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A look back
In a way Antofagasta was the perfect city for a rest day at this point in the tour. We stayed in a run down yet spacious motel, perched on the edge of a surf swept beach. It was quiet, had a pool (with water!) and was a short bus ride from town. The city itself didn’t have anything of specific interest, but offered many western comforts; nice seafood restaurants, a scenic and developed waterfront, and a massive shopping center: a final bastion of western comforts before we head off to the hills.
The morning starts off cool, with a low veil of sea fog sitting over our heads. By 9AM the fog has burned off and the day promises to be hot. A short steep climb takes us alongside a scar of earth; massive machines work away on widening the road. Slowly the signs of civilization diminish.
Shortly after lunch we pass through the hamlet of Baquedano; a strip of kiosks and small restaurants surrounded by rectangular homes topped with corrugated steel. A relatively attractive middle aged woman trolls the streets in a school girl outfit, presumably she does a brisk business out in these parts.
Camp this evening is squished against the road by a steep rocky hill. Trucks honk as they roll past, regardless of the hour. Despite a waxing moon diluting the darkness, the scintillations of a star filled sky seem impossibly intense.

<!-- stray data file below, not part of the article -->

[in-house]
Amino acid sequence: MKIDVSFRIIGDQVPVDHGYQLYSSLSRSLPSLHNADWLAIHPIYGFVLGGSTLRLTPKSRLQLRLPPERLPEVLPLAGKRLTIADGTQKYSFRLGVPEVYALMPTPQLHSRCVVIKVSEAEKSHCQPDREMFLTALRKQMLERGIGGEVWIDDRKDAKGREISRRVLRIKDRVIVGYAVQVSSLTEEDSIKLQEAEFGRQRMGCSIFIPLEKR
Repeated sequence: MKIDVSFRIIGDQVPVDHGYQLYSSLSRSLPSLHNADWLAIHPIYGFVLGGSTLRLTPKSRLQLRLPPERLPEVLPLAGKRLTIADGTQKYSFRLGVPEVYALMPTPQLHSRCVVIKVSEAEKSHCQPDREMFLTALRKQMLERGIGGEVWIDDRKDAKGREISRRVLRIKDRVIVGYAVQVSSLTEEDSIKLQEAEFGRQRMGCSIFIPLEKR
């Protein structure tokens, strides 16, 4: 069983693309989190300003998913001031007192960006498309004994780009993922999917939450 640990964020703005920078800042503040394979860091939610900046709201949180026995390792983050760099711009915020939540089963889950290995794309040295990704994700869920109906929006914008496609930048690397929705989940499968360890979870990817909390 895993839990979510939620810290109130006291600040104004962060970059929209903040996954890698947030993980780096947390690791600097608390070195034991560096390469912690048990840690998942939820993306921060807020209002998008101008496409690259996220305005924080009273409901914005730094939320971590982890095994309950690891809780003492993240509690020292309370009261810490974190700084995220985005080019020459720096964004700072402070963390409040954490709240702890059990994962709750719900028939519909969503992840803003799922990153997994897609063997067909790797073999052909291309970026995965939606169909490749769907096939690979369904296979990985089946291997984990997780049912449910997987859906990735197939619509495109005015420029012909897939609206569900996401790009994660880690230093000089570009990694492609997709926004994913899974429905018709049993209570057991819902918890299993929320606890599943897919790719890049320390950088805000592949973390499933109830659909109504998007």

One road all day, no villages, no coke stops, no plants. Just rock and road. It’s a long day of climbing followed by a steep descent- which thrills some and terrifies others. Camp this evening sits in a (presumably innactive) gravel pit. It proves to be a good location, as the high walls of the pit provide an element of protection against the wind that tears through camp until well after midnight.
Shortly out of camp we enter an otherworldly landscape; hard, salt crusted earth juts up upon itself, like a plain of chunky meringue tops. It’s hard to travel far without being tempted to stop and snap a few photos. Gradually a few hardy grasses appear sprouting out of the salty earth, and shortly after that the ground is covered by a short, stiff, brown mat of grass. Goats, sheep and llamas are our first signs of civilization. We roll along under the watchfull gaze of Licancabur volcano, as it smoulders away.
After three long days of riding we see our first green plants and trees. The oasis town of San Pedro de Atacama comes into view, promising two rest days of cold beer and hot nightlife. It’s been a tough stretch, despite the short length so It’s good to know that we can kick up the heels for an extra day. We’re now two riding days from Bolivia, and the rumour mill in camp is working overtime.
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